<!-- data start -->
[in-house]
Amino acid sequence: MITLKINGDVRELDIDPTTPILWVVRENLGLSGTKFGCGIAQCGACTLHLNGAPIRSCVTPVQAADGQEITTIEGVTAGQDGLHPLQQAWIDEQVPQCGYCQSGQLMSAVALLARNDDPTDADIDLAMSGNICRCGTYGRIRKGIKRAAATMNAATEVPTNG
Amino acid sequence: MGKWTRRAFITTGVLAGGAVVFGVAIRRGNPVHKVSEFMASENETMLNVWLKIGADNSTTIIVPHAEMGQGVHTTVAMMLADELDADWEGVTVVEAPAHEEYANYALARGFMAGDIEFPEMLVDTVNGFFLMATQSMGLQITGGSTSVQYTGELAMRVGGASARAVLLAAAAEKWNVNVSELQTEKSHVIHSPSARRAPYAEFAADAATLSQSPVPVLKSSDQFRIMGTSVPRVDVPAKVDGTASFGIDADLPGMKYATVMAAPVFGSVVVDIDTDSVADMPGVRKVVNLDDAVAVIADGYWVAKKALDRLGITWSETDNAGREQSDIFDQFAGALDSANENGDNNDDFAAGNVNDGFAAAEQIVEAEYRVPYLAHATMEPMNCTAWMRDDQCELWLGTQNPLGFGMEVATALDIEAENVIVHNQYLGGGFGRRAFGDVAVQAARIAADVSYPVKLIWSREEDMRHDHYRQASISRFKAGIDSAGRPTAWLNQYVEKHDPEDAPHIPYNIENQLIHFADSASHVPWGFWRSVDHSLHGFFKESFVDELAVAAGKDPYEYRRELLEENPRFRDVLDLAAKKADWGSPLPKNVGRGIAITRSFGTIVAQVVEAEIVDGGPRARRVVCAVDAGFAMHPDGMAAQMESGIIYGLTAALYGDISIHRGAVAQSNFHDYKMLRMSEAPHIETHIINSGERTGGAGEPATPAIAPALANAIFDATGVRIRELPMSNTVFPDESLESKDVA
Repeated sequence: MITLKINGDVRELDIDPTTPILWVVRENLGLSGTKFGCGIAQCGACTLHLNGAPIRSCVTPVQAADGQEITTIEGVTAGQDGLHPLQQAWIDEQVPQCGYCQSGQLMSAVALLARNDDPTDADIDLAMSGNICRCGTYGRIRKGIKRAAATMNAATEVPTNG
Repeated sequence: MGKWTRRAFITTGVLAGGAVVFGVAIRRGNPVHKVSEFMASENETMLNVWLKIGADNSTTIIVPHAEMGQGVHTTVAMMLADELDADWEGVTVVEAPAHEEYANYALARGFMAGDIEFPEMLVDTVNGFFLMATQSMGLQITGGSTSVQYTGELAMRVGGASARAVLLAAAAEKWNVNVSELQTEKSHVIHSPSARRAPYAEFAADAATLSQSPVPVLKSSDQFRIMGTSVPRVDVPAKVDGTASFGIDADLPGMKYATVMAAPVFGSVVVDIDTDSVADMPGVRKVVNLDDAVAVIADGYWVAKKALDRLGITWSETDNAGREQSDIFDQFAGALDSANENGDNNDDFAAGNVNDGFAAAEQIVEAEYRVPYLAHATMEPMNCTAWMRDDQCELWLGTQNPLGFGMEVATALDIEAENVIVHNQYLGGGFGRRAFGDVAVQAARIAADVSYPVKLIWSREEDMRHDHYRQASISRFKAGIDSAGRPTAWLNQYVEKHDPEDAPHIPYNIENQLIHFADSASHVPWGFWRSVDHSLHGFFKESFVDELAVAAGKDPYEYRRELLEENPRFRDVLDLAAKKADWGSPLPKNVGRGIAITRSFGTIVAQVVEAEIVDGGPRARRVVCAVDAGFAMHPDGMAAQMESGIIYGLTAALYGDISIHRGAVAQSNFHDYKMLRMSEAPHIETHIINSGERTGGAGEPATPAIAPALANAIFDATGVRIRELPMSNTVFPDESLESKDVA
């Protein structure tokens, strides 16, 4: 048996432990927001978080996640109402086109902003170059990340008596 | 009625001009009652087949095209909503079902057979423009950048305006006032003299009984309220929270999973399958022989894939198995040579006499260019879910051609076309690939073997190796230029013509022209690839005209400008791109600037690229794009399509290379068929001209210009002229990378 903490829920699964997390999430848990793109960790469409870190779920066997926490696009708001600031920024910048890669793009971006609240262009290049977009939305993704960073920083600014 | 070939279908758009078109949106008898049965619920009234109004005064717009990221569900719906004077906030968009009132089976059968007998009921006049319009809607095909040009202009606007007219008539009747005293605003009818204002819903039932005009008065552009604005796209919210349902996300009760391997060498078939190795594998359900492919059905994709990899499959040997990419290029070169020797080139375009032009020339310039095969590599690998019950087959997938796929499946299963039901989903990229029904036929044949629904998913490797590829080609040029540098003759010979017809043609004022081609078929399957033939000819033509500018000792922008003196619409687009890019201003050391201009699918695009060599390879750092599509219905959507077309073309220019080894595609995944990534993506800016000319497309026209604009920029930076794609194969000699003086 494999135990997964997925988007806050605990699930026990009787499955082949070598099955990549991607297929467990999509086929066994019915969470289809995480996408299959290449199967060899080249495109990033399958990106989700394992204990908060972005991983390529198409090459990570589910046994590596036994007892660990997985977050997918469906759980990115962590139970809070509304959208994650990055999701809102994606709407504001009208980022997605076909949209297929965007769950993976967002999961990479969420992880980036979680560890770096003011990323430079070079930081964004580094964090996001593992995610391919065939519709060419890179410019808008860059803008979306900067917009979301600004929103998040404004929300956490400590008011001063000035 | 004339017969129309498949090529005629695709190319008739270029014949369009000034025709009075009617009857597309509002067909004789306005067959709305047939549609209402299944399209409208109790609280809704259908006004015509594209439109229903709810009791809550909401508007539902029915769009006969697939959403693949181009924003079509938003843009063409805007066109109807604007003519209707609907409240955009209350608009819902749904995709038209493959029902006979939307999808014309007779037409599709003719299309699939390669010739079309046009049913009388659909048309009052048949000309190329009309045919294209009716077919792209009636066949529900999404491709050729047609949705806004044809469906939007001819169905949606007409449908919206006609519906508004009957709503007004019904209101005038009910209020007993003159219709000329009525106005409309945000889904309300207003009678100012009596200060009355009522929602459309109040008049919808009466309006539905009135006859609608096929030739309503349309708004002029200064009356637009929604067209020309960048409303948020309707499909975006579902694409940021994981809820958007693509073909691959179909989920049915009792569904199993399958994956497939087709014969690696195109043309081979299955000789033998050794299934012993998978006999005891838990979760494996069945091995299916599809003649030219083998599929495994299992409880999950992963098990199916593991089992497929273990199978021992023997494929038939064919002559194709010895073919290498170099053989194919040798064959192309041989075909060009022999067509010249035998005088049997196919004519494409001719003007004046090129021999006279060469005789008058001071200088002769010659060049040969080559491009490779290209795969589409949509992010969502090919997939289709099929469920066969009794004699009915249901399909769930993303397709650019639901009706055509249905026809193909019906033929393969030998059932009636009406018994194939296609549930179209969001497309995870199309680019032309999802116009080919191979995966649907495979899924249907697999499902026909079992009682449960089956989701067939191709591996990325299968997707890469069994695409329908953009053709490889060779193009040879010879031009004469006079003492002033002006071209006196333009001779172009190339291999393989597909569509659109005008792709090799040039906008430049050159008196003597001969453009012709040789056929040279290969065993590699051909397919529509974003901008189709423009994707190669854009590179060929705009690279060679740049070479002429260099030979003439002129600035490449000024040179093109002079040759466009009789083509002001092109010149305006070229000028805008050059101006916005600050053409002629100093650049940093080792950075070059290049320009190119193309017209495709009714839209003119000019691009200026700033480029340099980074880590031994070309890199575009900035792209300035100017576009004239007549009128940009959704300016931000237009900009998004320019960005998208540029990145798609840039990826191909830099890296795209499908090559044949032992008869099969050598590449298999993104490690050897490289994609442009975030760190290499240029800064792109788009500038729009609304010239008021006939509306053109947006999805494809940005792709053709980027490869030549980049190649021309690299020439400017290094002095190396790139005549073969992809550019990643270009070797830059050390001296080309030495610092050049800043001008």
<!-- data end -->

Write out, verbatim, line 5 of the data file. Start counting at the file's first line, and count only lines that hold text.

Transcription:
Repeated sequence: MGKWTRRAFITTGVLAGGAVVFGVAIRRGNPVHKVSEFMASENETMLNVWLKIGADNSTTIIVPHAEMGQGVHTTVAMMLADELDADWEGVTVVEAPAHEEYANYALARGFMAGDIEFPEMLVDTVNGFFLMATQSMGLQITGGSTSVQYTGELAMRVGGASARAVLLAAAAEKWNVNVSELQTEKSHVIHSPSARRAPYAEFAADAATLSQSPVPVLKSSDQFRIMGTSVPRVDVPAKVDGTASFGIDADLPGMKYATVMAAPVFGSVVVDIDTDSVADMPGVRKVVNLDDAVAVIADGYWVAKKALDRLGITWSETDNAGREQSDIFDQFAGALDSANENGDNNDDFAAGNVNDGFAAAEQIVEAEYRVPYLAHATMEPMNCTAWMRDDQCELWLGTQNPLGFGMEVATALDIEAENVIVHNQYLGGGFGRRAFGDVAVQAARIAADVSYPVKLIWSREEDMRHDHYRQASISRFKAGIDSAGRPTAWLNQYVEKHDPEDAPHIPYNIENQLIHFADSASHVPWGFWRSVDHSLHGFFKESFVDELAVAAGKDPYEYRRELLEENPRFRDVLDLAAKKADWGSPLPKNVGRGIAITRSFGTIVAQVVEAEIVDGGPRARRVVCAVDAGFAMHPDGMAAQMESGIIYGLTAALYGDISIHRGAVAQSNFHDYKMLRMSEAPHIETHIINSGERTGGAGEPATPAIAPALANAIFDATGVRIRELPMSNTVFPDESLESKDVA